By WILLIAM PLOMER IN the masterpieces of fiction nothing is more striking than the sense of life which they convey. That is why they are masterpieces. At times, as in Shakespeare and Tolstoy, a world is supremely created in which we can enter into the motives and movements of all kinds of people and at the same time feel the great movements of history, and the relation between them is made perceptible. In the divided heart and the single mind, in the continuous individual struggles between love and duty or fear and hope, in conflicts between authority and insurgence, we see reflected the unending waste and horror of war and the universal yearning for peace and goodness, -the developments, setbacks, or variations of civilisation. In lesser masters a period . is illumihated,. or a class, or man in relation to a place (as in Hardy and the Brontës) or to art element (as in Melville's and Conrad's novels about the sea), or a few problems, ten- dencies, or situations are studied, or even a single one. As we come rapidly down the scale, and down the years, to our own day, when it has become a mark of distinction not to write fiction (" She's such an interesting woman," we shall be saying soon ; " she doesn't write, you know "), we can still often discern, if we have the patience and the curiosity, even in the ordinary commercial novel, the wish-fulfilment fantasy or pretentious pot-boiler, an effort, sometimes more or less sincere and sometimes more or less successful, to create a kind of life. The trouble is that in the depressed areas of fiction (where over-employment is the great problem) we generally find an indulgence rather' an effort of spirit, not a creation of something new, but a warming-up of some- thing familiar : we are given .made dishes and odds and ends out of tins reached down from a shelf instead Of fresh home= grown food freshly cooked.' One would not suggest that our fictioneers should emulate the great masters, for already too many of them bite off more than they can chew, but one is thankful when they specialise, when they know a lot about a little or even a little about a little and are satisfied to present what they know. Consider, for instance, the most important group of events in the present century—the War. It has produced a whole literature, including some able novels dealing with phases or aspects of it, but who would dare to attempt a novel about the War as a whole ? It would hardly be possible, though it has been attempted, to compose a fiction about the Napoleonic wars, which at least centred upon the activities: of one man. From the vast tangle of the twentieth century it would be a brave novelist who tried to disentangle more than a few threads. NoW :Balkan Monastery is a War book, and it is a successful attempt, 'though not an epoch-making one, to convey, a sense of life a certain place at a certain time. Because Mr. Stephen Graham has been content to work within limits he has achieved a certain intensity, and because he has chosen a field about which he is informed and most of us are ignorant, he has achieved a certain freSlmess. Out of the refugees from Belgrade at the time of the Austrian invasion in 1914 he has chosen a bunch of schoolgirls and focussed attention on one of them in particular--a tough, lively, self-reliant, good-hearted little creature. After a number of vicissitudes he has given them shelter in a lonely monastery, and wisely rejecting any temptation he may haVe felt to pile on horrors, has submitted them to the full effects of some of war's dreadful by-products—prolonged nervous strain, isolation, separation from one's family, fear, uncer- tainty, hunger, disease, theft, cruelty. And without any redundant military or political interpolations he has given a real sense of the shifting fortunes of war, and of war in the Balkans at that, of armies advancing and retreating, con- fusions of purpose and nationality, guns at night and snow on the mountains. Occasionally we catch a close-up of the eminent : ' " Old King Peter, still erect, stood on an eminence in the rain, attended by his chief-of-staff, one hand behind his back ; and he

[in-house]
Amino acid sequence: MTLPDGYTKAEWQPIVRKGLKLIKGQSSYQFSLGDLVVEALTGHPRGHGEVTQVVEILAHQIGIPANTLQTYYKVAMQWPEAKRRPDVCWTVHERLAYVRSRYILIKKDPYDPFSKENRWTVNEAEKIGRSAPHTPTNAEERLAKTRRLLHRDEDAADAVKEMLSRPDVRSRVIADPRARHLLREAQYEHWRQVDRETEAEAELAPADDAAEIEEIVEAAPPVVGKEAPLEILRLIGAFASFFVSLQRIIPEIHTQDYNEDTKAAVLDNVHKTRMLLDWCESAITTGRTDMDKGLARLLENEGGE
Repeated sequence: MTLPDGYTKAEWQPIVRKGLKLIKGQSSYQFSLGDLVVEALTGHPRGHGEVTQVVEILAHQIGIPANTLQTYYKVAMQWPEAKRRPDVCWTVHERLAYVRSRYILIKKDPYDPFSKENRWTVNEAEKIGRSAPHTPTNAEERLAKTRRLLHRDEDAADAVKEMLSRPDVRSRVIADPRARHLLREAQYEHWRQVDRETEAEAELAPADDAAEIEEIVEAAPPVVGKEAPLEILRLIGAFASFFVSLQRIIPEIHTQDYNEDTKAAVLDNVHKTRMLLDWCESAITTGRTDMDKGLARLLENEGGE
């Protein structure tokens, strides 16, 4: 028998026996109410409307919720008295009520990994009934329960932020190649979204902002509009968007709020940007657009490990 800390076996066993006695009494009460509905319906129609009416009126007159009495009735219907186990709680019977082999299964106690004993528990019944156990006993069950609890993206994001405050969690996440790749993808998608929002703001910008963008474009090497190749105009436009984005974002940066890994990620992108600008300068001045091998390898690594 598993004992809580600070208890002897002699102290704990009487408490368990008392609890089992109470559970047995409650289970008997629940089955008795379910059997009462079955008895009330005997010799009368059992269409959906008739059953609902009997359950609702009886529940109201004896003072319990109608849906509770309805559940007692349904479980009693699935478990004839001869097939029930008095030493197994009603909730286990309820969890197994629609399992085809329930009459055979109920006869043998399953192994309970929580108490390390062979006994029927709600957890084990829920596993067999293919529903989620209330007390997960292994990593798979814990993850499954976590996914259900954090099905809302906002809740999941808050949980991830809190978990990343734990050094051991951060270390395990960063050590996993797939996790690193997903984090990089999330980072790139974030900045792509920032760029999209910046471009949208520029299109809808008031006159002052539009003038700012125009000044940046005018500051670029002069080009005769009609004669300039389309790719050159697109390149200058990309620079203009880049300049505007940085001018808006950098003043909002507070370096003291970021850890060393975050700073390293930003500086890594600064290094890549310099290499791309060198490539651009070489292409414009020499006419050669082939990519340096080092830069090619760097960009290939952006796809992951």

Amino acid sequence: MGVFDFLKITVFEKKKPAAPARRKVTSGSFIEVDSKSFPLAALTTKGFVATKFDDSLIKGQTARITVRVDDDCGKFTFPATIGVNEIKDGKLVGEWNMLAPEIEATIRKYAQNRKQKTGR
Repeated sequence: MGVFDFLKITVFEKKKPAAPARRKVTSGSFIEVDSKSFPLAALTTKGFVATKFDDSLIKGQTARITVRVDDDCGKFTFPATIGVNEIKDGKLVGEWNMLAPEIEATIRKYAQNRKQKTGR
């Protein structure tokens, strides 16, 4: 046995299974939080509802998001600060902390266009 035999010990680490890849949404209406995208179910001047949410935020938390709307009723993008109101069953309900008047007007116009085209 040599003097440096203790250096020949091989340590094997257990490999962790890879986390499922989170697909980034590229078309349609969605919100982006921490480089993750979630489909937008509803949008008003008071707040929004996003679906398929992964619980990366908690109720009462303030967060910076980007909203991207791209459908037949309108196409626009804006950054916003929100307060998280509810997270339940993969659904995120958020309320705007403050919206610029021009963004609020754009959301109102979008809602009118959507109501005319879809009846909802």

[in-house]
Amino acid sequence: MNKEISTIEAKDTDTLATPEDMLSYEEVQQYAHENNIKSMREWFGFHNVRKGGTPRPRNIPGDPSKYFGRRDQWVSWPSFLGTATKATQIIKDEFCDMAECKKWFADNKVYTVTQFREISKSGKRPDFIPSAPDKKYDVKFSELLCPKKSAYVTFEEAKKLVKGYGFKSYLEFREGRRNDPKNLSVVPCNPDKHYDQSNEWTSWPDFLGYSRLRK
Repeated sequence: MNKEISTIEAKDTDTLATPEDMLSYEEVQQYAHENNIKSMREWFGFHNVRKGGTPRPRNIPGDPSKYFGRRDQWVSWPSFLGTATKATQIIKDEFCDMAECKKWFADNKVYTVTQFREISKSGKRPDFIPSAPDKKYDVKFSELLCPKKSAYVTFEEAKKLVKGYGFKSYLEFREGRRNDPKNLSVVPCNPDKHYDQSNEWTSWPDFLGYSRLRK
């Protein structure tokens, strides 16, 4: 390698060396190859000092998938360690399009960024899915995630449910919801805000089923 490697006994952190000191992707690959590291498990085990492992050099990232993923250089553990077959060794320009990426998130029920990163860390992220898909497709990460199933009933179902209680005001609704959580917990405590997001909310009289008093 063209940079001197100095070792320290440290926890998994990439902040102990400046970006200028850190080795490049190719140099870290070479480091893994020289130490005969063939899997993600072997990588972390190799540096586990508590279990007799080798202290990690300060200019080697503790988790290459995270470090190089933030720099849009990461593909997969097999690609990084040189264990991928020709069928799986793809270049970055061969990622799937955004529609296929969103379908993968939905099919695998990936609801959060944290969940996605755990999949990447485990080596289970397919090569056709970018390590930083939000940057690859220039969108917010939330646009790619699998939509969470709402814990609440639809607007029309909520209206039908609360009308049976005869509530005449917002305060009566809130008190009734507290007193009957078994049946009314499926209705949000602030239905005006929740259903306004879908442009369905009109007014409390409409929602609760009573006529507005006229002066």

stared at Kraguevats without field-glasses and saw the Serbian flag go down on the great arsenal."